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TMS vs. neuroplasticity vs. somatic tracking

Discussion in 'General Discussion Subforum' started by Latitudes9, Jul 8, 2020.

  1. Latitudes9

    Latitudes9 New Member

    So I’ve read a lot of information about pain science, and I’m struggling to figure out the similarities and differences between 1) TMS/MBS methods (Sarno/Schubiner/etc), 2) neuroplasticity methods (Moseley/Moskowitz/Doidge), and 3) somatic tracking methods. They all seem to have the belief that calming down or rewiring your nervous system can help reduce/eliminate chronic pain, but there are some contradictory things that I’m not sure how to interpret:

    1) TMS (Sarno, Schubiner, others) Suggests that repressed emotions and misfiring neural pathways are the source of chronic pain, and that expressing these emotions and calming the nervous system can help eliminate pain. Big on expressive writing, meditation, and education. I’ve tried this, but my pain doesn’t really seem to have an emotional component, so I’m more inclined to go with the other 2 approaches.

    2) Neuroplasticity (Doidge, Moskowitz, Moseley): Suggests that chronic pain is caused by misfiring neural pathways, and that retraining these pathways via visualization/other sensations can help eliminate pain. Says you must aggressively counter each pain strike with other sensations to rewire the nervous system.

    3) Somatic tracking (Alan Gordon and others): Suggests that fear and preoccupation contribute to maintaining overactive neural pathways, and that reducing fear/preoccupation by sitting with the pain but not fearing it will help eliminate pain.

    I guess my confusion comes from the fact that approaches 1 and 3 (TMS and somatic tracking) involve focusing on the pain but NOT trying to get rid of it, while approach #2 (neuroplasticity) involves trying not to think about the pain and fighting to get rid of it. I’ve tried using elements from all 3 approaches, but I’m not sure what to do. My pain didn’t come from a previously existing injury—it just happened randomly—so would one of these approaches work better than the others?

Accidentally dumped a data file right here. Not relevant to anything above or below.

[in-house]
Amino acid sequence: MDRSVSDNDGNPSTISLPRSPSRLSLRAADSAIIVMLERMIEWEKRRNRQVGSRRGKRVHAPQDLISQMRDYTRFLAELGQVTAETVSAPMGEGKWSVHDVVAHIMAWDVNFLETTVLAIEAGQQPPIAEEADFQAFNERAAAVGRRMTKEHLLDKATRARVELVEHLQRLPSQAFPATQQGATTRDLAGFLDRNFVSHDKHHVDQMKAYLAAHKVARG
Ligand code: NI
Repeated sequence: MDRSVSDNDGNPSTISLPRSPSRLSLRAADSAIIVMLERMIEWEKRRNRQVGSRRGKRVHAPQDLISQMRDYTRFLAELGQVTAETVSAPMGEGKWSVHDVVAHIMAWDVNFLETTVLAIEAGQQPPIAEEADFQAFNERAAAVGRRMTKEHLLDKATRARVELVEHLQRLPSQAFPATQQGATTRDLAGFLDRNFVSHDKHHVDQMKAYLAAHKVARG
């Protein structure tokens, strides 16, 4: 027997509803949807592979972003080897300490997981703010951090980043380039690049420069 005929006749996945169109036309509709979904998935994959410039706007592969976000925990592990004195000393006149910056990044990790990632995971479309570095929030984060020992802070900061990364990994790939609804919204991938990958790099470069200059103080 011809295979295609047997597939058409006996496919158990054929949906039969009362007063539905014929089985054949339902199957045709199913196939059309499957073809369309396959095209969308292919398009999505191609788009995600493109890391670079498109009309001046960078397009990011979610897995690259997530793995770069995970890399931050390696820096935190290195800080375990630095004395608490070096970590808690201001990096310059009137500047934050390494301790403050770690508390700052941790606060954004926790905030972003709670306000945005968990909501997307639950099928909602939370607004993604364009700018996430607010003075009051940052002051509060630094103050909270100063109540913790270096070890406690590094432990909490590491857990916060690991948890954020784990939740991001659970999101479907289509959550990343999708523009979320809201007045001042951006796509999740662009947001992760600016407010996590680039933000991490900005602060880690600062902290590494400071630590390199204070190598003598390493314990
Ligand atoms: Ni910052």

So: Should I try not focusing on the pain and accepting it, like the TMS/somatic tracking methods, or should I try visualizing the pain and trying to reduce it, like neuroplasticity methods?
  2. Sterling

    Sterling Peer Supporter

    Hi Latitudes9
    I’m a newcomer as well and you posted my question exactly! I too have circled back thru the exact 3 approaches and their proponents you’ve summarized and I’m leaning more towards #2 neuroplasticity augmented by some approaches and techniques outlined in the other 2 views. I have post-traumatic trigeminal neuropathic pain as a direct result of a botched dental procedure 2.5 years ago. Although I could be the poster child for TMS (history of childhood trauma, anxiety etc) the facial pain had a definite surgical/chemical cause at a specific moment in time. I’ve been finding some discussions in TMS FB groups can get dogmatic as in “it’s TMS and only addressing the emotions and rage within can pain be healed; you must drop all other interventions!” I’m not convinced that is the case for all chronic pain. But I’m here with an open mind to learn.
  3. Andy Bayliss

    Andy Bayliss TMS Coach & Beloved Grand Eagle

    Hi Latitudes and Sterling,

    With regards to the various approaches, it is probably worthwhile to read this. Miffy makes a great summary.
    http://www.tmswiki.org/forum/threads/tms-mbs-community-inconsistencies.22873/ (TMS/MBS community inconsistencies)

    There is no perfect application of these approaches. That is important to know. It is a process by which you're experimenting, and perhaps finding a tad of success. Then you do more. If you're not finding success, broaden your approach, go deeper into one or another, or get help. Something will work, and hope you have confidence in this.

    The confidence that any of these elements will work is actually hugely important. So the various approaches, trying to figure them out and what is best can interfere with efficacy. The more, as Miffy suggests you see them as one in the same, and the less you try to find the best of the best, probably this is helpful. Relax and use something you think makes sense to you. Deepen into it, not pressuring yourself for results.

    As /steve-ozanich has mentioned to me, it is probably not helpful to think of neural pathways as anything physical that have to be changed. This thinking brings us back to "something is wrong in me which I have to fix --and it's physical :("